But you're right: First, I need to know what she can perform fluently, individual behaviors, and yeah, basically I have a list of the things that are important for her to learn before I can start to build a routine. And those behaviors are foundations, what I consider foundation skills, for freestyle. And then, along with those behaviors, I list any other fun tricks that I might want to train — anything that will add to the interpretation of the music that I've chosen, anything that's going to put a little "wow" factor into that routine, of course being level appropriate and skill appropriate for where she is at in her training. I don't want to train anything too complex or too difficult because she's just not ready for those kinds of skills yet.
But yeah, I start with a list, and as I work through that list, I can start to add more things or add more complexity to those foundation skills, and then when it comes time for me to actually choreograph the routine, I can pick and choose from that list. If there's something that I really want to include in that routine but she doesn't have good strength in, then I can focus more on that particular behavior or the foundation skills that I need to build that particular behavior.
Boy, did that answer your question? I feel like I got off a little bit on a tangent there. Hopefully I answered your question.
Melissa Breau: I think you did. I think you brought Phee into it as an example, but I think that helps, that breaks it down and explains in real life how you're approaching it and how you're dealing with it. Which brings me really nicely to my next question. I think a lot of people take the approach that "OK, these are foundation skills," and they work on things like platforms and targets and luring. Then they have this other bucket of the things that they're going to work on "someday," where they mentally stick all those finished behaviors they'll actually need for competition. And for some of us, "someday" never seems to come. So can you just talk a little bit about how you approach it? Do you mentally block things out as foundations and others, or how do you look at it?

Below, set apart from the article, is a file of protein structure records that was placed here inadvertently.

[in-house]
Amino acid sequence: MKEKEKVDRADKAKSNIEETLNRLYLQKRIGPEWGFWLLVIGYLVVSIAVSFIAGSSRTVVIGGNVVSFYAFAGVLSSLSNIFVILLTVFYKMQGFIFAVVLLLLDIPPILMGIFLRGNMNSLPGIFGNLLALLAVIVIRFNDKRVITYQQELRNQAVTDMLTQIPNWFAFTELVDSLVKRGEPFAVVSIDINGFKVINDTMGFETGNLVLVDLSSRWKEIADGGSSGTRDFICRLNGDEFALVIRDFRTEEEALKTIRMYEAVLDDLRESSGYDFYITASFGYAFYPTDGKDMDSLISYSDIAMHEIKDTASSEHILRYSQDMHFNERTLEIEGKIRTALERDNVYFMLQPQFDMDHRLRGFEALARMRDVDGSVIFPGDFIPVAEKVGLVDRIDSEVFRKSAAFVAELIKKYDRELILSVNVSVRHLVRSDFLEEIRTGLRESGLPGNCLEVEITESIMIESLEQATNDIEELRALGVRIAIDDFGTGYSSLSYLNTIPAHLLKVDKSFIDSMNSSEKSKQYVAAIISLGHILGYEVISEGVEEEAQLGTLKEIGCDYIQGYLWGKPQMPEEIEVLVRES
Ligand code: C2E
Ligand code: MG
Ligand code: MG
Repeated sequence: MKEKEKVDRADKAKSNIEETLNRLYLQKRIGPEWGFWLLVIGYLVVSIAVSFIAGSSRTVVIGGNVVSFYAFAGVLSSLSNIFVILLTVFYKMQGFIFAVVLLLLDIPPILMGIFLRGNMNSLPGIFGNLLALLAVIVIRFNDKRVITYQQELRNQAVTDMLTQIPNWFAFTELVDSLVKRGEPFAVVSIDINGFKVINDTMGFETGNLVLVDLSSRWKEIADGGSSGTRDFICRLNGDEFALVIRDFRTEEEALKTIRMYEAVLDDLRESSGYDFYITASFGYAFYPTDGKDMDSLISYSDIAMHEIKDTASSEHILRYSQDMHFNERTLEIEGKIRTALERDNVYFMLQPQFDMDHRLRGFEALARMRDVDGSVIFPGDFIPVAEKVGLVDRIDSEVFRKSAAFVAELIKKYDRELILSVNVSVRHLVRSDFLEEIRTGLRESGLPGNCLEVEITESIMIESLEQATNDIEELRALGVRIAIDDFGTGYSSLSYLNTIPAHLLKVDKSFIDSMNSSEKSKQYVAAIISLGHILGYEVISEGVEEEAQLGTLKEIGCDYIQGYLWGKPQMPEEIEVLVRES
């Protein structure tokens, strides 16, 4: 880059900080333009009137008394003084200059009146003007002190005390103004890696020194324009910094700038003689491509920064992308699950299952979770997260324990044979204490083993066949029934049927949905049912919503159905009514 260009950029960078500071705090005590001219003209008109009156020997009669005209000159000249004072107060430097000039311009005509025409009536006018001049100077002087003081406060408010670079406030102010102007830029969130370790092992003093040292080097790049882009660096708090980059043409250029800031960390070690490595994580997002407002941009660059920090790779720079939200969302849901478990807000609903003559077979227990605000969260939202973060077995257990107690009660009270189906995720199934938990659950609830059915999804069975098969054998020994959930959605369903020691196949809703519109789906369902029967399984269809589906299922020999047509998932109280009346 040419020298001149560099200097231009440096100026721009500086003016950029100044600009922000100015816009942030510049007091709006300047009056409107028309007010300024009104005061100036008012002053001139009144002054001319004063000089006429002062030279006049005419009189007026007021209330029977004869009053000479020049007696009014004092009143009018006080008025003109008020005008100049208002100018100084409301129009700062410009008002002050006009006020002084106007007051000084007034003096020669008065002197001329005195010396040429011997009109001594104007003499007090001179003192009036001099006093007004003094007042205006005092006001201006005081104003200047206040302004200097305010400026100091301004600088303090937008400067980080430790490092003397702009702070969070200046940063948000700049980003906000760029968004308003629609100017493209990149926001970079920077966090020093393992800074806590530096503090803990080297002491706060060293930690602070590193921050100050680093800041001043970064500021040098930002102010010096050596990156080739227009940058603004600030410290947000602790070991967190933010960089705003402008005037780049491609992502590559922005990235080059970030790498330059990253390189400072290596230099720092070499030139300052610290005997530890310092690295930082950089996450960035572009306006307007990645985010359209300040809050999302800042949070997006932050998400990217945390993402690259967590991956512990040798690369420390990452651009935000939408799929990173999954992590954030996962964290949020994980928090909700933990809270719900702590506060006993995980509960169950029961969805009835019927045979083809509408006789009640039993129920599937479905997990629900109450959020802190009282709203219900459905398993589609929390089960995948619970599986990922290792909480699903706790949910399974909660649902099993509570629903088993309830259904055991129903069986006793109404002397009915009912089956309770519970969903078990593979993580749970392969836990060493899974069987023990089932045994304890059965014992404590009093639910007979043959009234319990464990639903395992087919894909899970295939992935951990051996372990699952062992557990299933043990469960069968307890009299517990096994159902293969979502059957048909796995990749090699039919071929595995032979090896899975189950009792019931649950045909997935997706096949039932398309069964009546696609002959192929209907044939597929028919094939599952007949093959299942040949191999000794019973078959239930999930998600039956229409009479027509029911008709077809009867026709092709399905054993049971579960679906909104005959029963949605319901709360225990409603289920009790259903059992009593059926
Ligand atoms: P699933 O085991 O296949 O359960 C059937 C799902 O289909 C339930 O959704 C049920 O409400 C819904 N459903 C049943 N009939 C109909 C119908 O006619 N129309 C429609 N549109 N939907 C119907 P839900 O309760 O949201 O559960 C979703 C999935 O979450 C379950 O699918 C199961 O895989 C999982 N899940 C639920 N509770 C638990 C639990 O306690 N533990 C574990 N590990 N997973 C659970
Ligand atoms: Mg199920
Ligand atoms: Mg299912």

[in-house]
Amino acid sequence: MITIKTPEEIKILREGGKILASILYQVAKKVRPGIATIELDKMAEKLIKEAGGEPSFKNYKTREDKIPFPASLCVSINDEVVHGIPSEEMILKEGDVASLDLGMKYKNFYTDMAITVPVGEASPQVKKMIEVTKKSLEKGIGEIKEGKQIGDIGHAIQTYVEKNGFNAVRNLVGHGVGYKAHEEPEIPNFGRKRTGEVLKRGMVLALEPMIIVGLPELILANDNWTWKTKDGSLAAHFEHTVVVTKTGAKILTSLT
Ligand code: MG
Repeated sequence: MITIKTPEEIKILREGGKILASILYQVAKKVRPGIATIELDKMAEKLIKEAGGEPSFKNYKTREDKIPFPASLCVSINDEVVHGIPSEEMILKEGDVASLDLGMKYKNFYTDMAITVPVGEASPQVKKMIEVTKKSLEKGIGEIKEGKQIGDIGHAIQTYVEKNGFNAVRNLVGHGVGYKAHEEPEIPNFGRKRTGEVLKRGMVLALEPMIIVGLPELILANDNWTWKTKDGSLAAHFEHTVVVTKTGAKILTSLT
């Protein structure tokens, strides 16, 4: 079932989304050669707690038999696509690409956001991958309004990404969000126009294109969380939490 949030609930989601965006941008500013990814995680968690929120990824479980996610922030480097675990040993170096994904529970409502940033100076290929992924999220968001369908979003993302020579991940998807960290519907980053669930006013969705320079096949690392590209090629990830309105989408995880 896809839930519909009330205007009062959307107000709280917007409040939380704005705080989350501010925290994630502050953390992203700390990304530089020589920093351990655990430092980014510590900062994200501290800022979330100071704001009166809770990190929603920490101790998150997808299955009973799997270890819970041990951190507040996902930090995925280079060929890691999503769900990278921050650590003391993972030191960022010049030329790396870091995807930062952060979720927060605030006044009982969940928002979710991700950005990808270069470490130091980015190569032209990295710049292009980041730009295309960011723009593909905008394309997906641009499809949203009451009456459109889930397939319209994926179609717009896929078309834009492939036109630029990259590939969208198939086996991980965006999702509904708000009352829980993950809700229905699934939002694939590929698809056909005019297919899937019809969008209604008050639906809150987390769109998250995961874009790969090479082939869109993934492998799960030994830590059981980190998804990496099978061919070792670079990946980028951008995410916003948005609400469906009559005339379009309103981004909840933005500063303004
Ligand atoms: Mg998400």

Julie Flanery: I don't actually separate them the way you're describing is, "These are foundation skills. After I do my foundation skills, then I'm going to train my next upper level skills, and then I'll train my next upper level skills." I don't think of it that way. Your foundation skills are a means to an end. They are not the end result. So while it's important to work your foundation skills, and it's really important to maintain your foundation skills, that doesn't mean that once you start training those other skills, you stop working foundation. But your foundation skills are a way to get to your other skills.
So when you start your foundation, you should be thinking of a progression. You should be thinking, "How am I going to use this? In what way am I going to use this particular skill?" The pivot platform, let's say for example, because a lot of people get stuck on the pivot platform. Why am I doing this? What is the purpose of this skill, and what are the steps I need to take or the path I need to follow in order to get to that next step?